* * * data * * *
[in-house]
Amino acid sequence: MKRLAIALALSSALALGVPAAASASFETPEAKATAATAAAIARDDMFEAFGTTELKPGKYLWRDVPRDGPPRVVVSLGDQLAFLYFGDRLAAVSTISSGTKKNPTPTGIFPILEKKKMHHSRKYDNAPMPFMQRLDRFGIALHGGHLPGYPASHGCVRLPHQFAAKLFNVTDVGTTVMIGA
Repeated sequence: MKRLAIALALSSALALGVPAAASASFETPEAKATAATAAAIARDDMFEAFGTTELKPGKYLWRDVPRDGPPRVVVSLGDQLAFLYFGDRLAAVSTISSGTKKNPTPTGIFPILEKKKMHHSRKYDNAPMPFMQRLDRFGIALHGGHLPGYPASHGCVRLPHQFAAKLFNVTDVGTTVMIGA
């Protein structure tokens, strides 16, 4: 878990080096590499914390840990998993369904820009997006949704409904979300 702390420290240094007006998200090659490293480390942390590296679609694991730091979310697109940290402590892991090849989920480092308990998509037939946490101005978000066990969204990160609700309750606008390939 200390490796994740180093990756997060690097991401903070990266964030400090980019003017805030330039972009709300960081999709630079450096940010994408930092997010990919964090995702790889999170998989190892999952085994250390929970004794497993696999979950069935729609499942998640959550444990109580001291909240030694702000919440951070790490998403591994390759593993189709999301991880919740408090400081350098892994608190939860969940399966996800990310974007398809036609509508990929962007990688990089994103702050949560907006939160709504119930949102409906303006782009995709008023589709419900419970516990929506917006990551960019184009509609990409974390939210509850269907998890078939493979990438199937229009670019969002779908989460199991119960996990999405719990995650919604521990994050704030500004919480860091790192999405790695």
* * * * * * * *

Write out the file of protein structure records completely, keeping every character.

[in-house]
Amino acid sequence: MKRLAIALALSSALALGVPAAASASFETPEAKATAATAAAIARDDMFEAFGTTELKPGKYLWRDVPRDGPPRVVVSLGDQLAFLYFGDRLAAVSTISSGTKKNPTPTGIFPILEKKKMHHSRKYDNAPMPFMQRLDRFGIALHGGHLPGYPASHGCVRLPHQFAAKLFNVTDVGTTVMIGA
Repeated sequence: MKRLAIALALSSALALGVPAAASASFETPEAKATAATAAAIARDDMFEAFGTTELKPGKYLWRDVPRDGPPRVVVSLGDQLAFLYFGDRLAAVSTISSGTKKNPTPTGIFPILEKKKMHHSRKYDNAPMPFMQRLDRFGIALHGGHLPGYPASHGCVRLPHQFAAKLFNVTDVGTTVMIGA
């Protein structure tokens, strides 16, 4: 878990080096590499914390840990998993369904820009997006949704409904979300 702390420290240094007006998200090659490293480390942390590296679609694991730091979310697109940290402590892991090849989920480092308990998509037939946490101005978000066990969204990160609700309750606008390939 200390490796994740180093990756997060690097991401903070990266964030400090980019003017805030330039972009709300960081999709630079450096940010994408930092997010990919964090995702790889999170998989190892999952085994250390929970004794497993696999979950069935729609499942998640959550444990109580001291909240030694702000919440951070790490998403591994390759593993189709999301991880919740408090400081350098892994608190939860969940399966996800990310974007398809036609509508990929962007990688990089994103702050949560907006939160709504119930949102409906303006782009995709008023589709419900419970516990929506917006990551960019184009509609990409974390939210509850269907998890078939493979990438199937229009670019969002779908989460199991119960996990999405719990995650919604521990994050704030500004919480860091790192999405790695």